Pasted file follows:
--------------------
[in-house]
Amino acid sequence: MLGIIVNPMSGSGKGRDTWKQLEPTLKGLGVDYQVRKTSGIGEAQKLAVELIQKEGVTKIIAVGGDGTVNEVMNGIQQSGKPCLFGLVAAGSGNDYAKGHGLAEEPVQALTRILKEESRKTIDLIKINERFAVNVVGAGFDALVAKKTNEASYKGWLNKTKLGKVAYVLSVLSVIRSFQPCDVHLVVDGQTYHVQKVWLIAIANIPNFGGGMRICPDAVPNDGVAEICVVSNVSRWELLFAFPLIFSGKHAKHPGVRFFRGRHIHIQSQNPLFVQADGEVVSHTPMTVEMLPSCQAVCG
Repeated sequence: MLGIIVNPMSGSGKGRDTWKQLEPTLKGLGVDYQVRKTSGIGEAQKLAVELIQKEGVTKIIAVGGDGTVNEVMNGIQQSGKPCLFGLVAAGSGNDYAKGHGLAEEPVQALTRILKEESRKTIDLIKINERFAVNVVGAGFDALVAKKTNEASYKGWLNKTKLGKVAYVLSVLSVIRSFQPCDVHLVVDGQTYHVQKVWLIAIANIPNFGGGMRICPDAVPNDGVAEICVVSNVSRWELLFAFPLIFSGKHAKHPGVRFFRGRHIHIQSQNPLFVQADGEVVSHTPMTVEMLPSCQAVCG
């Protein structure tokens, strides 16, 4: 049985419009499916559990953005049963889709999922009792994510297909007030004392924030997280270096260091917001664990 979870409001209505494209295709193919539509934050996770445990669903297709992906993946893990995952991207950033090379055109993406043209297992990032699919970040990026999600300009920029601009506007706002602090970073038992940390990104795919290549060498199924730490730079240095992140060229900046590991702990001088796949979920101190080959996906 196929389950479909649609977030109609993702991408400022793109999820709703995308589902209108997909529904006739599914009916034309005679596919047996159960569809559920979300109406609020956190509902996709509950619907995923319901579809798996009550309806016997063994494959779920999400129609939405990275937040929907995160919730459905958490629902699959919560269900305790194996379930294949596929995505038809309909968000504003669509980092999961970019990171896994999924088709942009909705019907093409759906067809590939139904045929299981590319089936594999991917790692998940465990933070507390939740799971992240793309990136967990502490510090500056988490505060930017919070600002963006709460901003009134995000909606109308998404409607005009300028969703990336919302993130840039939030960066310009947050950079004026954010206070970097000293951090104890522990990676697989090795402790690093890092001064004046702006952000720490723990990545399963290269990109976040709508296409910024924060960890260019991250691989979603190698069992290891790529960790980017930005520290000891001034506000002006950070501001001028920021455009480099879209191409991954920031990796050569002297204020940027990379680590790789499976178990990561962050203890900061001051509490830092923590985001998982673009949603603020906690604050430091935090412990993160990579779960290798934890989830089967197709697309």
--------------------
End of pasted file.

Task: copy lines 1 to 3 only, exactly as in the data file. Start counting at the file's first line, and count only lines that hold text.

[in-house]
Amino acid sequence: MLGIIVNPMSGSGKGRDTWKQLEPTLKGLGVDYQVRKTSGIGEAQKLAVELIQKEGVTKIIAVGGDGTVNEVMNGIQQSGKPCLFGLVAAGSGNDYAKGHGLAEEPVQALTRILKEESRKTIDLIKINERFAVNVVGAGFDALVAKKTNEASYKGWLNKTKLGKVAYVLSVLSVIRSFQPCDVHLVVDGQTYHVQKVWLIAIANIPNFGGGMRICPDAVPNDGVAEICVVSNVSRWELLFAFPLIFSGKHAKHPGVRFFRGRHIHIQSQNPLFVQADGEVVSHTPMTVEMLPSCQAVCG
Repeated sequence: MLGIIVNPMSGSGKGRDTWKQLEPTLKGLGVDYQVRKTSGIGEAQKLAVELIQKEGVTKIIAVGGDGTVNEVMNGIQQSGKPCLFGLVAAGSGNDYAKGHGLAEEPVQALTRILKEESRKTIDLIKINERFAVNVVGAGFDALVAKKTNEASYKGWLNKTKLGKVAYVLSVLSVIRSFQPCDVHLVVDGQTYHVQKVWLIAIANIPNFGGGMRICPDAVPNDGVAEICVVSNVSRWELLFAFPLIFSGKHAKHPGVRFFRGRHIHIQSQNPLFVQADGEVVSHTPMTVEMLPSCQAVCG